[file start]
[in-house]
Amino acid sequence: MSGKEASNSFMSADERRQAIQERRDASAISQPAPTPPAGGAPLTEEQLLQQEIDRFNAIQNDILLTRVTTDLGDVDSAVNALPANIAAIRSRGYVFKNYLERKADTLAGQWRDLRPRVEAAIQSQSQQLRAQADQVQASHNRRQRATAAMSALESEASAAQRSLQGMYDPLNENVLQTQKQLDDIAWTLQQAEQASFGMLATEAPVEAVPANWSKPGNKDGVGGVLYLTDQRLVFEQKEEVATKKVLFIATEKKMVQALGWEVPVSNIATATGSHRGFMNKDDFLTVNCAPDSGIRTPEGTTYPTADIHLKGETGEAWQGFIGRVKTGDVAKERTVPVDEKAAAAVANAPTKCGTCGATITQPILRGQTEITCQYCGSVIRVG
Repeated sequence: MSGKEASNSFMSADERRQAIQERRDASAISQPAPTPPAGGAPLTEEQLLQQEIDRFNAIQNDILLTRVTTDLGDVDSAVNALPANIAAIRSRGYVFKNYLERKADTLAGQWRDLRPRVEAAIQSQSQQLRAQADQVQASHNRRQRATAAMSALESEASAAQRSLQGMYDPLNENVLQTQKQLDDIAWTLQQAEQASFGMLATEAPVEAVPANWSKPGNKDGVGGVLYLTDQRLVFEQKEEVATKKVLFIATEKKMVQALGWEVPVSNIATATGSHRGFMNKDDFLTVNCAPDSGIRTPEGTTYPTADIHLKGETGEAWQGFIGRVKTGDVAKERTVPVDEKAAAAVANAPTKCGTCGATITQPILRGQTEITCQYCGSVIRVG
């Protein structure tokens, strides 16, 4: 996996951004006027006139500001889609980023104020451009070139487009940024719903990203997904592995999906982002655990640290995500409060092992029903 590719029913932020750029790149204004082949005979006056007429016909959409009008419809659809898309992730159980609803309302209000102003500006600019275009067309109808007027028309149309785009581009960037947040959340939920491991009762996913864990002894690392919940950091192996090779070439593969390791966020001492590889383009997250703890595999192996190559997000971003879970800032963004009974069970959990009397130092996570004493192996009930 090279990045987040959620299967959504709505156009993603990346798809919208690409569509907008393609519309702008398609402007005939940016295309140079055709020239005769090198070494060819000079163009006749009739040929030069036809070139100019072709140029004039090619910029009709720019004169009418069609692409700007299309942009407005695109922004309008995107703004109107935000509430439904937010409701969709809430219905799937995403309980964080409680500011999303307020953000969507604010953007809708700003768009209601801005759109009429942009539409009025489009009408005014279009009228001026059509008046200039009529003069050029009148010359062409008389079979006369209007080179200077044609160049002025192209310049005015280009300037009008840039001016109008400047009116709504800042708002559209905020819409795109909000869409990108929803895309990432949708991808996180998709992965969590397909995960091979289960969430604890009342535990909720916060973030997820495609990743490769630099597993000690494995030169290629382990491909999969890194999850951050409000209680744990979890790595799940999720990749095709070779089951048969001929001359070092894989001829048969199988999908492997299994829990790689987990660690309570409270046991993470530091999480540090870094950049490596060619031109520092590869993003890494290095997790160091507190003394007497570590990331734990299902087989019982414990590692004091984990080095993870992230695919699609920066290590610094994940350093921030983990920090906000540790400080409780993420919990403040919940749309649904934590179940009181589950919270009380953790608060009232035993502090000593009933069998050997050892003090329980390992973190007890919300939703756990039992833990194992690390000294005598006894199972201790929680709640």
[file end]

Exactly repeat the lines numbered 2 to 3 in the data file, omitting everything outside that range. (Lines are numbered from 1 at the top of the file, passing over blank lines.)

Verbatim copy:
Amino acid sequence: MSGKEASNSFMSADERRQAIQERRDASAISQPAPTPPAGGAPLTEEQLLQQEIDRFNAIQNDILLTRVTTDLGDVDSAVNALPANIAAIRSRGYVFKNYLERKADTLAGQWRDLRPRVEAAIQSQSQQLRAQADQVQASHNRRQRATAAMSALESEASAAQRSLQGMYDPLNENVLQTQKQLDDIAWTLQQAEQASFGMLATEAPVEAVPANWSKPGNKDGVGGVLYLTDQRLVFEQKEEVATKKVLFIATEKKMVQALGWEVPVSNIATATGSHRGFMNKDDFLTVNCAPDSGIRTPEGTTYPTADIHLKGETGEAWQGFIGRVKTGDVAKERTVPVDEKAAAAVANAPTKCGTCGATITQPILRGQTEITCQYCGSVIRVG
Repeated sequence: MSGKEASNSFMSADERRQAIQERRDASAISQPAPTPPAGGAPLTEEQLLQQEIDRFNAIQNDILLTRVTTDLGDVDSAVNALPANIAAIRSRGYVFKNYLERKADTLAGQWRDLRPRVEAAIQSQSQQLRAQADQVQASHNRRQRATAAMSALESEASAAQRSLQGMYDPLNENVLQTQKQLDDIAWTLQQAEQASFGMLATEAPVEAVPANWSKPGNKDGVGGVLYLTDQRLVFEQKEEVATKKVLFIATEKKMVQALGWEVPVSNIATATGSHRGFMNKDDFLTVNCAPDSGIRTPEGTTYPTADIHLKGETGEAWQGFIGRVKTGDVAKERTVPVDEKAAAAVANAPTKCGTCGATITQPILRGQTEITCQYCGSVIRVG